It’s Only Friday

At noon, darkness fell across the whole land until three o’clock. At about three o’clock, Jesus called out with a loud voice, “Eli, Eli, lema sabachthani?” which means “My God, my God, why have You abandoned Me?” Some of the bystanders misunderstood and thought He was calling for the prophet Elijah. One of them ran and filled a sponge with sour wine, holding it up to Him on a reed stick so He could drink. But the rest said, “Wait! Let’s see whether Elijah comes to save Him.” Then Jesus shouted out again, and He released his spirit. At that moment the curtain in the sanctuary of the Temple was torn in two, from top to bottom. The earth shook, rocks split apart, and tombs opened. The bodies of many godly men and women who had died were raised from the dead. They left the cemetery after Jesus’ resurrection, went into the holy city of Jerusalem, and appeared to many people.

The Roman officer and the other soldiers at the crucifixion were terrified by the earthquake and all that had happened. They said, “This man truly was the Son of God!” (Matthew 27:45-54)

Good Friday evokes different feelings from different people. Today’s devotional thought is an excerpt from a sermon by S.M. Lockridge, who was a prominent African-American preacher known for his dynamic sermons, including this one titled “It’s Friday.” 

It’s Friday. Jesus is praying. Peter’s a sleeping. Judas is betraying. But Sunday’s coming.

It’s Friday. Pilate’s struggling. The council is conspiring. The crowd is vilifying. They don’t even know that Sunday’s coming.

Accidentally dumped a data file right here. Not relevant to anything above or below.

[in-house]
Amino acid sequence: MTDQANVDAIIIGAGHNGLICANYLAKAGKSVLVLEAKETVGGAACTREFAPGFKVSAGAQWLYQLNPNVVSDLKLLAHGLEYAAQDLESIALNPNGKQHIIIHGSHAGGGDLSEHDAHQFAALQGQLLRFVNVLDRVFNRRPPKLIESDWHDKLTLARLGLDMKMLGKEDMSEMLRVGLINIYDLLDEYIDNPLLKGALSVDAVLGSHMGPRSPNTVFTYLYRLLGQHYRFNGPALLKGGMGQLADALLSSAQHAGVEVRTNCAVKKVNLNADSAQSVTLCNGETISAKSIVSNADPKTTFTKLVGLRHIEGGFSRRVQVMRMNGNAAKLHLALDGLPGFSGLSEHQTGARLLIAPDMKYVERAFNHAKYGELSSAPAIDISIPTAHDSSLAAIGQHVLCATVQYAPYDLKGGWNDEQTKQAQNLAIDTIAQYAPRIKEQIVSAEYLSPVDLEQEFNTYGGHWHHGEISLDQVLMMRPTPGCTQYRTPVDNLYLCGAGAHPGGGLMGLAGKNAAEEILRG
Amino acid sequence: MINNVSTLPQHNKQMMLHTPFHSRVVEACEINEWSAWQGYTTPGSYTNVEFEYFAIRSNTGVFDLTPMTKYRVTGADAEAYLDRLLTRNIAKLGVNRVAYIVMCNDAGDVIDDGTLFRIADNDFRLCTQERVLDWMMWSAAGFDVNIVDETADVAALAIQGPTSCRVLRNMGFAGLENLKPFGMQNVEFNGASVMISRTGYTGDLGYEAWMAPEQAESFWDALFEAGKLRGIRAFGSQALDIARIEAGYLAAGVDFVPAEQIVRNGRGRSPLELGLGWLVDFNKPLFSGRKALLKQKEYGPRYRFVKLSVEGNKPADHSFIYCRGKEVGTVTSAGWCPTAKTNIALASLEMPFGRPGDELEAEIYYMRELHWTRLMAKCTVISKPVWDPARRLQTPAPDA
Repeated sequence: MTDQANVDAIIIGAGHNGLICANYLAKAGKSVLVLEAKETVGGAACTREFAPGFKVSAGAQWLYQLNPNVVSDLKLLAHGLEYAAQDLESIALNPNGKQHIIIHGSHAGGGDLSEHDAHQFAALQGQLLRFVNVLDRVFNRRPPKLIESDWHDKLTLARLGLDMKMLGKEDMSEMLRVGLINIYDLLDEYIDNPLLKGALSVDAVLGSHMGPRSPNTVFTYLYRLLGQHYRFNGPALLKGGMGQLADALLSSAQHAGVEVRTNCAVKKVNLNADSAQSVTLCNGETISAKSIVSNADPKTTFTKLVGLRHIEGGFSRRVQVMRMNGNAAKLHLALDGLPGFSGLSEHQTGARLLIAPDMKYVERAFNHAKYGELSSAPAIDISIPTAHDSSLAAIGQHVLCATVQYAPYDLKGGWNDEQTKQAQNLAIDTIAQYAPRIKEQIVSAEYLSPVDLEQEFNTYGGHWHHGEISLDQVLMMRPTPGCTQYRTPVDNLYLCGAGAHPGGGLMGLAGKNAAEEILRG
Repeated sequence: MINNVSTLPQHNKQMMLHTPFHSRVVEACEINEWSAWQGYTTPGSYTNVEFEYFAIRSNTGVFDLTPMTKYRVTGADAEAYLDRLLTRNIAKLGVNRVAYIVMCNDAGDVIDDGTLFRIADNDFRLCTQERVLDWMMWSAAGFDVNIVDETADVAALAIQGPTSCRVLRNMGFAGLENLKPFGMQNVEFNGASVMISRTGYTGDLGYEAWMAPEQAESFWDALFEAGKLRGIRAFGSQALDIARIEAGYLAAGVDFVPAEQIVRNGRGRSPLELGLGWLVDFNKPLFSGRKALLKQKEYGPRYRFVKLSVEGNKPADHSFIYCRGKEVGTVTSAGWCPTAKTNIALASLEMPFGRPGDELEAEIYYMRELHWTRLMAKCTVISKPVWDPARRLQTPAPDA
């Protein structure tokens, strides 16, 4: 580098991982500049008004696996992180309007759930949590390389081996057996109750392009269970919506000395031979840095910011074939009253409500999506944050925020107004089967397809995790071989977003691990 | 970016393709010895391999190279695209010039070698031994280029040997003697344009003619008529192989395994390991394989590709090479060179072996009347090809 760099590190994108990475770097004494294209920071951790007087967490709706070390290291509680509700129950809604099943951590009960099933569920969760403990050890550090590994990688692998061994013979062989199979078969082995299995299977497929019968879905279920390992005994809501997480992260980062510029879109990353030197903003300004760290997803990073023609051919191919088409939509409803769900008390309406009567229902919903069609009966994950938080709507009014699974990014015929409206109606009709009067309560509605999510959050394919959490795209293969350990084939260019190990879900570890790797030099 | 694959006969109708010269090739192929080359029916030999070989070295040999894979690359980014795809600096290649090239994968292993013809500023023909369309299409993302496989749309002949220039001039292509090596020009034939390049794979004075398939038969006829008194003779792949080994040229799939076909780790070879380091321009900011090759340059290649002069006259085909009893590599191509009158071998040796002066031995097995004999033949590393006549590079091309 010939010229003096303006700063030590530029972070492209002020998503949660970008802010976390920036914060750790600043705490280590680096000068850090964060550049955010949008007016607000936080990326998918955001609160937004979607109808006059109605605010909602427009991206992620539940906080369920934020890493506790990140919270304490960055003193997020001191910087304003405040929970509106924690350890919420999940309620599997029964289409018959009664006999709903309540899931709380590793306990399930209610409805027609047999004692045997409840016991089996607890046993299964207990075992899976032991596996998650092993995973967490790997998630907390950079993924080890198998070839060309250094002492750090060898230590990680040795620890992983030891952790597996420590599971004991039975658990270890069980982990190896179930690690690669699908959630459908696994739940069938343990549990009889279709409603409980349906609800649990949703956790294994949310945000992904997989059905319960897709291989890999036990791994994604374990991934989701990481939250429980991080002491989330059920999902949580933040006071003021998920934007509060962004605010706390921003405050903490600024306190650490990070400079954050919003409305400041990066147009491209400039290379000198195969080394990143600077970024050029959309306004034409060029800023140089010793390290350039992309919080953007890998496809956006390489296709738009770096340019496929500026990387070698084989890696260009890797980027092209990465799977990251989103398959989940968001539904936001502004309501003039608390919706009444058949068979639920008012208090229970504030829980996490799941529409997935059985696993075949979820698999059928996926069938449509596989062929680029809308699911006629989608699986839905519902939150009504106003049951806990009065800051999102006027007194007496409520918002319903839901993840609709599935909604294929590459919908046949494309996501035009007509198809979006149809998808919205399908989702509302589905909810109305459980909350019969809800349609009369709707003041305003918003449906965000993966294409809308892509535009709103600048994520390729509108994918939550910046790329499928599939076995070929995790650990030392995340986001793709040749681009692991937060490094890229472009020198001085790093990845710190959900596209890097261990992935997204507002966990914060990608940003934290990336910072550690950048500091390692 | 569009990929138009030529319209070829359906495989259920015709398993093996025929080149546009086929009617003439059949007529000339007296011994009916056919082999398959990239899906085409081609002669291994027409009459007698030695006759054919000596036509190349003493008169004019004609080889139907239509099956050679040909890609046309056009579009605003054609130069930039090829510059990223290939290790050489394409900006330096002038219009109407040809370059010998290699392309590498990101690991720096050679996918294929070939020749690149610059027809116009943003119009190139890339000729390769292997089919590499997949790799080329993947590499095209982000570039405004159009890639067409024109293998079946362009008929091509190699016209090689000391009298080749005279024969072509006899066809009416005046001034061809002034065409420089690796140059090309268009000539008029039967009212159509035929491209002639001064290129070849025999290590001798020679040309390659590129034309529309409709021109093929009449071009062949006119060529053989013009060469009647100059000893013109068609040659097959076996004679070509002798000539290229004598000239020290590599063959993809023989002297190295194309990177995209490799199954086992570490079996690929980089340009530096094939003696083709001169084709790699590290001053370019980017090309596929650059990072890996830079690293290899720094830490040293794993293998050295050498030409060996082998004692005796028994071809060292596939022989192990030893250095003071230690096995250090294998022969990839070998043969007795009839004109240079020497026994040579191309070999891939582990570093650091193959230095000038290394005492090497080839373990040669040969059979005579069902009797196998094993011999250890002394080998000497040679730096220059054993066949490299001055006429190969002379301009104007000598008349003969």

It’s Friday. The disciples are running like sheep without a shepherd. Mary’s crying. Peter is denying. But they don’t know that Sunday’s coming.

It’s Friday. The Romans beat my Jesus. They robed Him in scarlet. They crowned Him with thorns. But they don’t know that Sunday’s coming.

It’s Friday. See Jesus walking to Calvary. His blood dripping. His body stumbling. And His spirit’s burdened. But you see, it’s only Friday. Sunday’s coming. 

It’s Friday. The world’s winning. People are sinning. And evil’s grinning. 

It’s Friday. The soldiers nail my Savior’s hands to the cross. They nail my Savior’s feet to the cross. And then they raise Him up next to criminals. It’s Friday. But let me tell you something – Sunday’s coming. 

It’s Friday. The disciples are questioning. What has happened to their King. And the Pharisees are celebrating that their scheming has been achieved. But they don’t know it’s only Friday. Sunday’s coming.

It’s Friday. He’s hanging on the cross. Feeling forsaken by His Father. Left alone and dying. Can nobody save Him? Oh, it’s Friday. But Sunday’s coming. 

It’s Friday. The earth trembles. The sky grows dark. My King yields His spirit. It’s Friday. 

Hope is lost. Death has won. Sin has conquered and Satan’s just laughing.

It’s Friday. Jesus is buried. A soldier stands guard. And a rock is rolled into place. But it’s Friday. It is only Friday. Sunday is coming!

Prayer: Lord, don’t let me despair on this Good Friday. Help me remember that Easter Sunday is coming.

*Photo courtesy of Wesley Tingey

Simon of Cyrene

Then they led Him away to be crucified. Along the way, they came across a man named Simon, who was from Cyrene, and the soldiers forced him to carry Jesus’ cross. And they went out to a place called Golgotha (which means “Place of the Skull”). (Matthew 27:31-32)